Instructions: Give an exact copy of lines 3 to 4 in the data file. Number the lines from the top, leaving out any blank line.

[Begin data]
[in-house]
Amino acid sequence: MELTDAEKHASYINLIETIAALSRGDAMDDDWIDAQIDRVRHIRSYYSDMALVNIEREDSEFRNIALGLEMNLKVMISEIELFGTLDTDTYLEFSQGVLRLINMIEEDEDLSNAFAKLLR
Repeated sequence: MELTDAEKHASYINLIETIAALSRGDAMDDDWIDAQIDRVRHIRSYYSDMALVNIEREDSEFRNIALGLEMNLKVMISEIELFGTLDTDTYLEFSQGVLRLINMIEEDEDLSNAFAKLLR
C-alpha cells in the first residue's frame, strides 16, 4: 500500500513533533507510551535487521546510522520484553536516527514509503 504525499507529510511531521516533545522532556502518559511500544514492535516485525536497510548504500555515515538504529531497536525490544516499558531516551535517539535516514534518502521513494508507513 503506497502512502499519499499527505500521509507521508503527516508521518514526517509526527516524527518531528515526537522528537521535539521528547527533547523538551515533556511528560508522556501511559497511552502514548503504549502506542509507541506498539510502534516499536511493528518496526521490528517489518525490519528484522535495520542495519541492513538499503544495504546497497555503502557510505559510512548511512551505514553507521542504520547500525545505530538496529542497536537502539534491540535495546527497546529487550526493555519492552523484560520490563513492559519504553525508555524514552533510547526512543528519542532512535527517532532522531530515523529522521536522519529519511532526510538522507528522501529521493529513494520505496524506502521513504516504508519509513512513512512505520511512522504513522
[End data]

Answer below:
Repeated sequence: MELTDAEKHASYINLIETIAALSRGDAMDDDWIDAQIDRVRHIRSYYSDMALVNIEREDSEFRNIALGLEMNLKVMISEIELFGTLDTDTYLEFSQGVLRLINMIEEDEDLSNAFAKLLR
C-alpha cells in the first residue's frame, strides 16, 4: 500500500513533533507510551535487521546510522520484553536516527514509503 504525499507529510511531521516533545522532556502518559511500544514492535516485525536497510548504500555515515538504529531497536525490544516499558531516551535517539535516514534518502521513494508507513 503506497502512502499519499499527505500521509507521508503527516508521518514526517509526527516524527518531528515526537522528537521535539521528547527533547523538551515533556511528560508522556501511559497511552502514548503504549502506542509507541506498539510502534516499536511493528518496526521490528517489518525490519528484522535495520542495519541492513538499503544495504546497497555503502557510505559510512548511512551505514553507521542504520547500525545505530538496529542497536537502539534491540535495546527497546529487550526493555519492552523484560520490563513492559519504553525508555524514552533510547526512543528519542532512535527517532532522531530515523529522521536522519529519511532526510538522507528522501529521493529513494520505496524506502521513504516504508519509513512513512512505520511512522504513522